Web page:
proceedings of the International Documentary Film Symposium held on September 11 - 16, 1999 in Riga, Latvia

Documentaries in the Age of Globalization
Hans-Joachim Schlegel
To begin with, I would like to express my gratitude to all the organizers of the Symposium for this wonderful and magical island of a disappearing object - the documentary cinema, the island on which we can meet and communicate. Nowadays we rarely see documentary films on TV. Wherever we switch on the TV - in Riga, in Berlin, in New York, or in Calcutta - what we see are the same prefabricated images with no real individuality. Let me put it in the following way: the ghost of globalization wanders round the world. In my view, this is the most serious problem of documentary cinema on the brink of Millennium.
In the final episode of the film by Audrius Stonys an old man regrets his not seeing on the TV his own Lithuanian reality. What's that about? Maybe he has a stand, which is irrelevant in the modern world? For everywhere we witness the development of multicultural societies. In this respect the Austrian-Swiss picture Megacities is very interesting. The film emphasizes the new cultural-ethnic conflicts connected with the process of multi-ethnic co-existence. In reality, in the Balkans, in the former Soviet Union, in Africa, today, when Europe unites and the world globalizes, we get the tragic and bloody events as the result of these conflicts. This stands back to the national, ethnic and religious identities.
Given all the limitation of documentary film's possibilities it still may become a tool of maintaining ethnic and cultural identities. I remembered of the function of Latvian documentaries during Soviet times when ethnic and individual values were leveled out. Documentary cinema in Latvia always goes to show the enormous role of documentaries not only for cinematography as such but also for society at large. In my view, we can consider the history of documentary cinema in the Baltic countries to be a prelude to what happens in 1989-1990. Today's situation in documentary cinema in these countries is all the more tragic.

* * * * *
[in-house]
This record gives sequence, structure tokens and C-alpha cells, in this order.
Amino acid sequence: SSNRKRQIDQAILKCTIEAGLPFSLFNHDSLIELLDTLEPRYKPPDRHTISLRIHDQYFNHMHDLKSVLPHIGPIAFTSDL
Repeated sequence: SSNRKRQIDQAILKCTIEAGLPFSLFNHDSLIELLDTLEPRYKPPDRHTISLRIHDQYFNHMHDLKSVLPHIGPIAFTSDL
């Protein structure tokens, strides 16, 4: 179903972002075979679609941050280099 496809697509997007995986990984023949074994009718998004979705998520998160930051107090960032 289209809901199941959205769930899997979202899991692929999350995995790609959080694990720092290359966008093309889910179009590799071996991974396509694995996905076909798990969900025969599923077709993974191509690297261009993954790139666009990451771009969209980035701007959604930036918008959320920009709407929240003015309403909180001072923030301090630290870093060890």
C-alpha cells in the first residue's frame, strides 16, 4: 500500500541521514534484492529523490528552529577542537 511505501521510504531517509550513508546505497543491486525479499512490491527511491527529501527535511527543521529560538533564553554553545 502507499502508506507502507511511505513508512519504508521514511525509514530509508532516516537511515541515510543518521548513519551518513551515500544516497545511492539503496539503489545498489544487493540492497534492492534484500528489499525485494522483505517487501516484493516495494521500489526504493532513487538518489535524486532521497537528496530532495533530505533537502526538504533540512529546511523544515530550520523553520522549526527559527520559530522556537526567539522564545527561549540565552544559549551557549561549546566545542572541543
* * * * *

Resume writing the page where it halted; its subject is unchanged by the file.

It is worth remembering the documentaries made by our Yugoslavian colleagues during Tito's government. Actually they foresaw today's events. They tried to focus the attention of the audience on something that officially as if did not exist. Friendship of nations was proclaimed officially but in fact the situation was different. It's very interesting that this kind of films was usually shot by dissidents, who today are no less critical to the contemporary system. I think they touched upon the key problem of today's state of affairs, namely the situation on the brink of the Millennium.
In the United States they are discussing now the danger of the forthcoming cultural wars. It is not only the danger of the clash between Islamic and non-Islamic cultures. In fact a war is already here - the war between visual cultures and not only on TV. Globalization is not only unification of financial markets, it is also the struggle for power, for monopoly of one culture of images. The war is on prefabricated standard images in the interest of the global monopolization of commercial interests against individual and ethnically specific creative work. I had to mention this for we discuss the key question of survival, also the survival of documentary cinema. We discuss the future images of the unique and non-standardized view on reality. Here we touched upon the function of documentary as such that concerns mental and social aspects of life.
The decisive factor is surely the development of new technologies. One should not be afraid of new technologies. We know that technology as such is just a tool, which can be used in different ways including very positive and creative purposes. The problem here is the structure of those who produce and those who own the production.
This is not a new problem. I would like to remind you of the utopias of documentary cinema in the beginning of its history. The very root of documentary film was linked once with the utopia of internationalism. I actually mean the conception of Dziga Vertov who wanted to develop an international language of the camera. The technical aspect was decisive in Vertov's conception. Technical precision of the work of the camera was thought of to help people to comprehend the visual chaos of space, to teach the spectator to make out the elements of reality, which are registered by the camera unawares.